The B vitamins or vitamin B complex are a group of eight, chemically distinct, water-soluble vitamins that were once considered a single vitamin (like Vitamin C), but now are seen as a complex of vitamins that have loosely similar properties and generally are found in the same foods. Vitamins are organic (carbon-containing) nutrients obtained through the diet and essential in small amounts for normal metabolic reactions in humans. The B vitamins play important roles in cell metabolism.
Although the B vitamins are needed in only small amounts, they are essential for health and must regularly be replenished. Without the intake of these vitamins, one can experience various diseases (such as beriberi and pellagra) or other stresses on one's body, such as anemia, depression, memory loss, and so forth. For good health, personal responsibility for one's nutrition and self-discipline and balance in one's eating habits are vital.
The B vitamins include thiamine, riboflaven, niacin, pantothenic acid, pyridoxine, biotin, folic acid, and cobalamin. These are also referred to by a number, such as Vitamin B1 for thiamine and Vitamin B2 for riboflavin. In contradistinction to the definition given above for vitamin, some authorities include choline, inositol, PABA (para-aminobenzoic acid), and lipoic acid as part of the B vitamins (Longe 2005). However, these four unnumbered nutrients are not essential because they can be synthesized by the human body.
The numbers that do not appear in the sequence, Vitamin B4, Vitamin B8, and so forth, were nutrients that were either found to be duplicate substances or non-vitamins (see related nutrients).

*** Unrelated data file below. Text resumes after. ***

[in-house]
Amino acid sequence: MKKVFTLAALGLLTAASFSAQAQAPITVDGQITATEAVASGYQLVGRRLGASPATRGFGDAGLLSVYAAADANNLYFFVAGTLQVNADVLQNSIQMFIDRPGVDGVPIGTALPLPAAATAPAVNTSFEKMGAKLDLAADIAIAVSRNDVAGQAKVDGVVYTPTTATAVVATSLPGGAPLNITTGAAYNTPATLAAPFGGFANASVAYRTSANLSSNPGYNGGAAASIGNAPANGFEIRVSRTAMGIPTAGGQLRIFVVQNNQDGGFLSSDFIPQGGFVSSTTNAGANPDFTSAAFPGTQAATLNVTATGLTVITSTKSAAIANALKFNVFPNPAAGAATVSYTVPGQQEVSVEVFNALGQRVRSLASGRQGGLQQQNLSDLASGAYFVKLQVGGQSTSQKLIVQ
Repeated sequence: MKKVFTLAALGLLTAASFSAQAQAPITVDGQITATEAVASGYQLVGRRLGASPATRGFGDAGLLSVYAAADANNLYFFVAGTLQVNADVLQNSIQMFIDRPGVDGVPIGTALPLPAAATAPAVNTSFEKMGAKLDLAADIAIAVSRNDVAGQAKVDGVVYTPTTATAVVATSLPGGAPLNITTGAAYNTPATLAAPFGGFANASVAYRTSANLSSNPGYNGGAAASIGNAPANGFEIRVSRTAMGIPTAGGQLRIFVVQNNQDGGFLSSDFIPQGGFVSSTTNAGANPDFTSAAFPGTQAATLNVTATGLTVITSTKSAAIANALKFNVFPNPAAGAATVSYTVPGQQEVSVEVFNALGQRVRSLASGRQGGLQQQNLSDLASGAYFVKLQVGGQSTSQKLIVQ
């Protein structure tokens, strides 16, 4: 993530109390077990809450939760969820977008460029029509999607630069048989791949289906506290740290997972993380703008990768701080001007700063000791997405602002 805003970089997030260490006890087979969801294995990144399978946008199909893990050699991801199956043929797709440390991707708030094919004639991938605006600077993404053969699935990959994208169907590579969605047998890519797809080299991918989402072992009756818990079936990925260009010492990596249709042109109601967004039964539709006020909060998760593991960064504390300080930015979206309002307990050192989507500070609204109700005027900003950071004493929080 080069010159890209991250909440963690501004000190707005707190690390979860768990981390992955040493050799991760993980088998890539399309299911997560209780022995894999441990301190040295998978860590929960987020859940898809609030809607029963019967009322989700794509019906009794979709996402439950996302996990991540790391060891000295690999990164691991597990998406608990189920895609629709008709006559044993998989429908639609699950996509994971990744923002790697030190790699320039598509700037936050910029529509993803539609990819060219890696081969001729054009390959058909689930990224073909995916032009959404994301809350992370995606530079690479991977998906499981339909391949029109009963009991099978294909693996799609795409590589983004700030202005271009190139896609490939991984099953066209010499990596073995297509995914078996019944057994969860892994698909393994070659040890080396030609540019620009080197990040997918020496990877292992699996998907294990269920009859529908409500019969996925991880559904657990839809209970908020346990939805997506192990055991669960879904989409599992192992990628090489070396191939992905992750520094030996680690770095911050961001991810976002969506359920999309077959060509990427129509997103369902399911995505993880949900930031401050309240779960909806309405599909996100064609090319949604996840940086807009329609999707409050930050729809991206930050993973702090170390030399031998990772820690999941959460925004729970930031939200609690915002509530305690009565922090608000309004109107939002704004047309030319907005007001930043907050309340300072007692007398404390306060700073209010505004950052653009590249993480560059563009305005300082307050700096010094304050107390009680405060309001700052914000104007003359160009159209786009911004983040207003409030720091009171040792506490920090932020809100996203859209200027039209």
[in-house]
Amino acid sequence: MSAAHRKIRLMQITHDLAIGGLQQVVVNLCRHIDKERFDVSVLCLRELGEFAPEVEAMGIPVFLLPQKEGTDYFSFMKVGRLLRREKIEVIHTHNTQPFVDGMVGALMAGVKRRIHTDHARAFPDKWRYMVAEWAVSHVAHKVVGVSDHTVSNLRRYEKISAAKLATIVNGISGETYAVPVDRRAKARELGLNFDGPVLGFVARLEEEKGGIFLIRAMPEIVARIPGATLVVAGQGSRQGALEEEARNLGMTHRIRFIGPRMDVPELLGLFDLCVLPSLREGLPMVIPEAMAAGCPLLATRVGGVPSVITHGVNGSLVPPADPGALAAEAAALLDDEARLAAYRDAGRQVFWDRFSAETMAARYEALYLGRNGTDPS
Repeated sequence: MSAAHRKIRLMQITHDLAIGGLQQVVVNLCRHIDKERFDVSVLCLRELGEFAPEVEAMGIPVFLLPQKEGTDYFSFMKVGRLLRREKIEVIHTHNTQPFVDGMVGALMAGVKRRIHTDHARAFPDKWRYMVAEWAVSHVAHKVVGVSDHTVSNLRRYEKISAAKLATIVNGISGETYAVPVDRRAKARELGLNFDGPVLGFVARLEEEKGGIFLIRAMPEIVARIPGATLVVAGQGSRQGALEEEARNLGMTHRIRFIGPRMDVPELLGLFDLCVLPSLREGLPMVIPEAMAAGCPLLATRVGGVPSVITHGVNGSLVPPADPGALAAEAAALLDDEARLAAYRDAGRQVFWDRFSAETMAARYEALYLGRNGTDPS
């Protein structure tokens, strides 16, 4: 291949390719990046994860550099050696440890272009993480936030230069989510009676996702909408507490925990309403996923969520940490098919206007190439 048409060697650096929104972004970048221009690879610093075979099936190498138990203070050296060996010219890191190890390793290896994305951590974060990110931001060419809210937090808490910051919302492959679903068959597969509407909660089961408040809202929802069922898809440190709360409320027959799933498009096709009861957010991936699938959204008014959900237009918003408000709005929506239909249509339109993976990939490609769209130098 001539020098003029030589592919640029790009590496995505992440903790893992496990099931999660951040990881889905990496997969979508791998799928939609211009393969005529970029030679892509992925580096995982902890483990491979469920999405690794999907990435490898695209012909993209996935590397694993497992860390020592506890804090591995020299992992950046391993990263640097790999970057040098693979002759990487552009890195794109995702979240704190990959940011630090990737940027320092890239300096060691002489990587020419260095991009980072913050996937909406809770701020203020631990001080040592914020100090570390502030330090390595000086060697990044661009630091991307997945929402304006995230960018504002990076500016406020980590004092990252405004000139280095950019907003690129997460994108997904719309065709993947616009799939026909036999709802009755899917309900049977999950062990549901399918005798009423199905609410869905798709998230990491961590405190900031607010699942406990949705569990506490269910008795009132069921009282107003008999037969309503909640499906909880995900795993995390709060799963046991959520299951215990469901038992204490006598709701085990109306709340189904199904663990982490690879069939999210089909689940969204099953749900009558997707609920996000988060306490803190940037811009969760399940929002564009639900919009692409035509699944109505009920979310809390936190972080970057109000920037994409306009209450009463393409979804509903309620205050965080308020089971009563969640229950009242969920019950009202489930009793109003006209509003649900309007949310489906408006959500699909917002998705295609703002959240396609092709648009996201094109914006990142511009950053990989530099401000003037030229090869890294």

The B vitamins often work together to deliver a number of health benefits to the body. B vitamins have been shown to:
All B vitamins are water soluble, and are dispersed throughout the body. They must be replenished daily with any excess excreted in the urine.
B vitamins come from a number of natural sources, including potatoes, bananas, lentils, chili peppers, tempeh, liver, turkey, and tuna. Nutritional yeast (or brewer's yeast) is an especially good source. The Australian spread Vegemite is considered a rich source of the B vitamins. As might be expected, due to its high content of brewer's yeast, beer is a reasonable source of B vitamins (Glaser 2002), although this may not be true of filtered beers (Harden and Zylva 1924).
Another popular means of increasing one's intake of the B vitamins is through the use of dietary supplements. B vitamins are also commonly added to energy drinks.
Several named vitamin deficiency diseases may result from the lack of sufficient B vitamins.
Deficiencies of other B vitamins result in symptoms that are not part of a named deficiency disease.
Many of the following substances have been referred to as vitamins because they were believed to be vitamins at one time. They are relevant to vitamin nomenclature in that the numbers that were assigned to them form "gaps" in the series of B-vitamin names (along with duplicate factors). While they are non-"essential" to humans in that they may be synthesized by the body from other starting materials, they have nutritional significance. Some of them, though not essential to humans, are essential to other organisms.
Note: B16, B17, B18, B19, B20, B21 & B22 do not appear to be animal factors, but are claimed by naturopaths as human therapedic factors.
All links retrieved January 23, 2016.
|All B vitamins | All D vitamins|
|Retinol (A) | Thiamine (B1) | Riboflavin (B2) | Niacin (B3) | Pantothenic acid (B5) | Pyridoxine (B6) | Biotin (B7) | Folic acid (B9) | Cyanocobalamin (B12) | Ascorbic acid (C) | Ergocalciferol (D2) | Cholecalciferol (D3) | Tocopherol (E) | Naphthoquinone (K)
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